TORONTO — A massive new art exhibit melds Indigenous traditions with modern art, pop culture and basketball.
B.C. artist Brian Jungen is known for large-scale installations and sports-inspired sculptures, including a series that resembles Northwest Coast masks made from ripped-apart Nike Air Jordan sneakers.
The largest-ever display of his work unfolds this week at the Art Gallery of Ontario. It’s named after Jungen’s piece “Friendship Centre,” in which he has transformed one of the AGO gallery rooms into a colourful basketball court.
Other pieces include golf-bag towers that resemble totem poles in an allusion to land-use disputes, a massive turtle made from fragments of white plastic stools, a whale skeleton fashioned from cut-up pieces of patio chairs and a group of Air Jordan sculptures made to look like ceremonial headdresses.
The 49-year-old Jungen says he likes to mix arts and sports, and uses mass-produced goods as a way to create familiar, accessible art pieces.
Brian Jungen: Friendship Centre opens to the public on Thursday, and is on view through Aug. 25.
The basketball fan says he was especially delighted to preview his work the same day as a massive parade took over the streets of downtown Toronto to celebrate the Raptors’ NBA championship win.
As thousands of sports fans roared just blocks away from Jungen’s media preview Monday, the Fort St. John, B.C.-born artist said he’s always looking for ways to connect to audiences.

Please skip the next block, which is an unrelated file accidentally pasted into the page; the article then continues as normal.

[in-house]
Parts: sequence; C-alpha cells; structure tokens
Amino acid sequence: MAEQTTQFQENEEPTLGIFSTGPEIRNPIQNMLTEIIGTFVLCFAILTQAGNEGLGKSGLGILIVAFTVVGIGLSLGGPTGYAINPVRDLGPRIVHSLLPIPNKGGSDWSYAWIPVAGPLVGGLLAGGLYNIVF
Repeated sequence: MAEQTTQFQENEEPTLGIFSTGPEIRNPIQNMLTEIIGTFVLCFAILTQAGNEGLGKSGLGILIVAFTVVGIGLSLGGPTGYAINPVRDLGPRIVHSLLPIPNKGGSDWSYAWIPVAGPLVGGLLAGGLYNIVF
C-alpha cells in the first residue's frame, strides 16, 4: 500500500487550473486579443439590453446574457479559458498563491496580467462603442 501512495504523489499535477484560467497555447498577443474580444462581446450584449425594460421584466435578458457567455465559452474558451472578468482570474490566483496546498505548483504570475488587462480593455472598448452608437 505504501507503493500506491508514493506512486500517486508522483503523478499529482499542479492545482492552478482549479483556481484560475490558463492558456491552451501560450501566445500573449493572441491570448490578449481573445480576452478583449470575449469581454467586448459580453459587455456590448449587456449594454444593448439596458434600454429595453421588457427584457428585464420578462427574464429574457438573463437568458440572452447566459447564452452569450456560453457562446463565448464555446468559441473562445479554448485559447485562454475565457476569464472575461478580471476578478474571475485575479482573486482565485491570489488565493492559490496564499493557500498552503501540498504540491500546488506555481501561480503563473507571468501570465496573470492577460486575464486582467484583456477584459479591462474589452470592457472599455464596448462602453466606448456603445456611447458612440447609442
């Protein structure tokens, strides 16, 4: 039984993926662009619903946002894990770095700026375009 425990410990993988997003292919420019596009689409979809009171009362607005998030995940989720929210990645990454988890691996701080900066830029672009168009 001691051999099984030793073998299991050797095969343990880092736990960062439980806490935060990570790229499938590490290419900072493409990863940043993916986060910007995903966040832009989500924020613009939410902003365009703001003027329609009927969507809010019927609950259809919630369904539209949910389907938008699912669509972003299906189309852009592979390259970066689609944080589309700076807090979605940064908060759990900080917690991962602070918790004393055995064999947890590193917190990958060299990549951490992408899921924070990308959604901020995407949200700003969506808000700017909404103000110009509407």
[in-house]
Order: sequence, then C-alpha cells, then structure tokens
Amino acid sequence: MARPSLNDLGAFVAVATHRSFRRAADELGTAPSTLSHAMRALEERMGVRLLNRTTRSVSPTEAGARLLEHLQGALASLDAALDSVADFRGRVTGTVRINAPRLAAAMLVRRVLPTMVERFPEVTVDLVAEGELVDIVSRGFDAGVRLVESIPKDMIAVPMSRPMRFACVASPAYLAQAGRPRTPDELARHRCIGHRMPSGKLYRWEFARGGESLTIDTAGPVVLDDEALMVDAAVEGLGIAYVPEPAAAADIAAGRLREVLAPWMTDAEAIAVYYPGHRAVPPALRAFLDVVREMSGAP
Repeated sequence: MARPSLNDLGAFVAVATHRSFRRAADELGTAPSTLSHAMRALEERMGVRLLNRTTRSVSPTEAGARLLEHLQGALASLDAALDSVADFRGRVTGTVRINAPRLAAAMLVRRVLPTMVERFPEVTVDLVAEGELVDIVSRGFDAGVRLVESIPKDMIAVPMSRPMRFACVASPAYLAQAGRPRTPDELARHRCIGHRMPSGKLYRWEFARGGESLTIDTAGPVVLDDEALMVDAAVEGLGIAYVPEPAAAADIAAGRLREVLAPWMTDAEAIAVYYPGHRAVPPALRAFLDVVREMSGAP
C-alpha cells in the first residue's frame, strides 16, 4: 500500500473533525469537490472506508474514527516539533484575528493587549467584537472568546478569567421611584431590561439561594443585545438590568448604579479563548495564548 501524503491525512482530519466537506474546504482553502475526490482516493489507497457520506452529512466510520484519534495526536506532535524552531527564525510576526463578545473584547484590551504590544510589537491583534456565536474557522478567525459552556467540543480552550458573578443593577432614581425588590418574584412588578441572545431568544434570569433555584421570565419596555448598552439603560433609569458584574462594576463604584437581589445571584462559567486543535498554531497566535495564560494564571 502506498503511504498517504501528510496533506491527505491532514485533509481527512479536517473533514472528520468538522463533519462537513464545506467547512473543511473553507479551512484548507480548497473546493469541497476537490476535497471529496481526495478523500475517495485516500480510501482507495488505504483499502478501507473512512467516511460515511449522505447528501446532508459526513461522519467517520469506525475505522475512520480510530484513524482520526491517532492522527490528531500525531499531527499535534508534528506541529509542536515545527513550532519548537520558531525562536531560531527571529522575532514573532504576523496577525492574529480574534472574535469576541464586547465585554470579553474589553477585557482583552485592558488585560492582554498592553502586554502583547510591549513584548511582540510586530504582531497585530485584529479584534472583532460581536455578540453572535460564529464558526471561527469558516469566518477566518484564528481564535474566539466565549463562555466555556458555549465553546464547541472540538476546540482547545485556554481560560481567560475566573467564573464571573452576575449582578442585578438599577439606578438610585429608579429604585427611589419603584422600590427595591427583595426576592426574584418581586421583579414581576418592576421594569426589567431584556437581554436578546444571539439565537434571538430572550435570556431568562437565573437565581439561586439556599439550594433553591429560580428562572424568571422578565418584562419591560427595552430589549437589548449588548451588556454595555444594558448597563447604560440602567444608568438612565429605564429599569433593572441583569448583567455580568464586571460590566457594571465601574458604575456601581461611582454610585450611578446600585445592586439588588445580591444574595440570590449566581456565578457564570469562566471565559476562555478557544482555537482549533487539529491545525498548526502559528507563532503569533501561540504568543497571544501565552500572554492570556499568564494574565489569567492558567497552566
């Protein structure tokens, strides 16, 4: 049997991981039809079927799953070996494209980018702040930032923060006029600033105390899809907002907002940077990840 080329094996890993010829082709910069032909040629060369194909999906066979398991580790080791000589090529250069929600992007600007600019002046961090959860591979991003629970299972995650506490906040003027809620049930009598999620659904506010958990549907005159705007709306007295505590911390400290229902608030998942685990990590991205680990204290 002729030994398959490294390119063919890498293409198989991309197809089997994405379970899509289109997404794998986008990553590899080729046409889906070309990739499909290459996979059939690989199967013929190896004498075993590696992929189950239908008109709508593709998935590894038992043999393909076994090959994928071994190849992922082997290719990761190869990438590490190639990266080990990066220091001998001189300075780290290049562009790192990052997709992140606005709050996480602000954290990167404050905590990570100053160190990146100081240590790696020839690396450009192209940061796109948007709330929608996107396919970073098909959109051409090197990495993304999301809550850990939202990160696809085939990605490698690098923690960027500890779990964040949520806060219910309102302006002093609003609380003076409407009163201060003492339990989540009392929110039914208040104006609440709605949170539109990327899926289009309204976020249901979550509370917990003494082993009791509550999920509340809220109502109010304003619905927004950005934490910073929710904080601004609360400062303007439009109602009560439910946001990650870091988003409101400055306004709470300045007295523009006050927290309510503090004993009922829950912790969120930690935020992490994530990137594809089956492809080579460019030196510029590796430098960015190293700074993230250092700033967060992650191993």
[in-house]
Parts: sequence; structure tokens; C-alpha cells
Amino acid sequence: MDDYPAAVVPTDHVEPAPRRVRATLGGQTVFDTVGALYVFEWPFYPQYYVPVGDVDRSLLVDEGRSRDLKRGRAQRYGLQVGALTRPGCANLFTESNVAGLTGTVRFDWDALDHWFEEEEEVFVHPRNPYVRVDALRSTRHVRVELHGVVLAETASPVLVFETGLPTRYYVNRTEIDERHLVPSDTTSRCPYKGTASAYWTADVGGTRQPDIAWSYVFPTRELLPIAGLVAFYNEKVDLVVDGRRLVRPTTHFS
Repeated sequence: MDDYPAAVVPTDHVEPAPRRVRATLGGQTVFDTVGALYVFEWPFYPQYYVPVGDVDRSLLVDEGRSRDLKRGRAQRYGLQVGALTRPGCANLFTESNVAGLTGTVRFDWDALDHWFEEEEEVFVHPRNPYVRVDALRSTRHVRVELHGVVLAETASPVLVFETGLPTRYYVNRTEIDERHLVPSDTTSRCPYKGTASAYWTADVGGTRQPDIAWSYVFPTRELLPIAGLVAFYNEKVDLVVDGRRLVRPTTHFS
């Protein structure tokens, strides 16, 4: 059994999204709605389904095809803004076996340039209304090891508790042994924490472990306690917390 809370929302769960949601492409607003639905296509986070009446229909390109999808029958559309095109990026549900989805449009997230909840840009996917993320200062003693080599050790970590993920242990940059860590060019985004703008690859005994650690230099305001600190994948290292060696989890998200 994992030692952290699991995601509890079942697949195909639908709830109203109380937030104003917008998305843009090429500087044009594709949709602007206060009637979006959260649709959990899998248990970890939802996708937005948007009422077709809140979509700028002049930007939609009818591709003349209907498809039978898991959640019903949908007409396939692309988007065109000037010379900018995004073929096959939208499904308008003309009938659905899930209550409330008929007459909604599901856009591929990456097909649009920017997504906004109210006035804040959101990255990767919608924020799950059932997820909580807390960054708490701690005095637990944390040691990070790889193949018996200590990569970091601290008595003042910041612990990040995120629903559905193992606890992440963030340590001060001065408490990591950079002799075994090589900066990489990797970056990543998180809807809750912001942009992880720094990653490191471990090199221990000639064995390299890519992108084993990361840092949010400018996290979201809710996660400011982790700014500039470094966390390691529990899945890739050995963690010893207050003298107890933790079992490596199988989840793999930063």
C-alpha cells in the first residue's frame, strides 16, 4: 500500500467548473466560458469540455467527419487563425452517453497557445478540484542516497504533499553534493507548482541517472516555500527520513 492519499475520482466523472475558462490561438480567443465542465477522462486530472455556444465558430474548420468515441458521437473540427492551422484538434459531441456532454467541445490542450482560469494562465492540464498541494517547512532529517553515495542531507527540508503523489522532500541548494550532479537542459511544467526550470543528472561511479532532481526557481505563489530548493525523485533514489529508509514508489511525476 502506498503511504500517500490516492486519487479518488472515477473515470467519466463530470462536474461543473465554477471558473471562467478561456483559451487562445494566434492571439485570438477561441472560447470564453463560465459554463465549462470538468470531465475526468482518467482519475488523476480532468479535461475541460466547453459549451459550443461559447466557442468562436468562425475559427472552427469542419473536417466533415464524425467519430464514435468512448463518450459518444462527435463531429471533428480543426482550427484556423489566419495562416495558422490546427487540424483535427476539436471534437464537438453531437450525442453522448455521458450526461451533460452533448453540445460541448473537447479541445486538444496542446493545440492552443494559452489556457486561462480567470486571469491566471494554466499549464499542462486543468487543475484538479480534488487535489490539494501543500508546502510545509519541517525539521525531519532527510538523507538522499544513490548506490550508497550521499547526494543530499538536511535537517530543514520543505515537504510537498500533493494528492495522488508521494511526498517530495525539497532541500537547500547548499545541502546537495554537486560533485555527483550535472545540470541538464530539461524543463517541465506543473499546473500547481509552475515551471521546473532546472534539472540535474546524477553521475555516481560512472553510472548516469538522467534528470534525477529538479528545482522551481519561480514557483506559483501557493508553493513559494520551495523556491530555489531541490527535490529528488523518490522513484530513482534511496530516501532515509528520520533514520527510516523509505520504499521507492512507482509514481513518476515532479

“They’re usually mutually exclusive things, arts and sports, but not always. I’d like to see more mixing of the two,” said Jungen, who is of European and Indigenous heritage.
“I think sports really fulfills a big, maybe ancient, human need to gather and to have some sort of collective ceremony. So that’s kind of what some of my work is talking about.”
Jungen says his early work, especially, dealt with the public’s perception of First Nations art and that he’s driven by a mission to push Indigenous art in new directions.
He notes that his collection of shredded and resewn golf bags reference totem poles while alluding to land occupation disputes in Canada. That includes the 1990 Oka Crisis in which a developer wanted to expand a golf course on contested land that included a Mohawk burial ground.
“I don’t make traditional work, at all, but I use traditional technology in some of my work. I like to think that people can access my work in an unusual way because I use materials that they see everyday,” said Jungen.
Cassandra Szklarski, The Canadian Press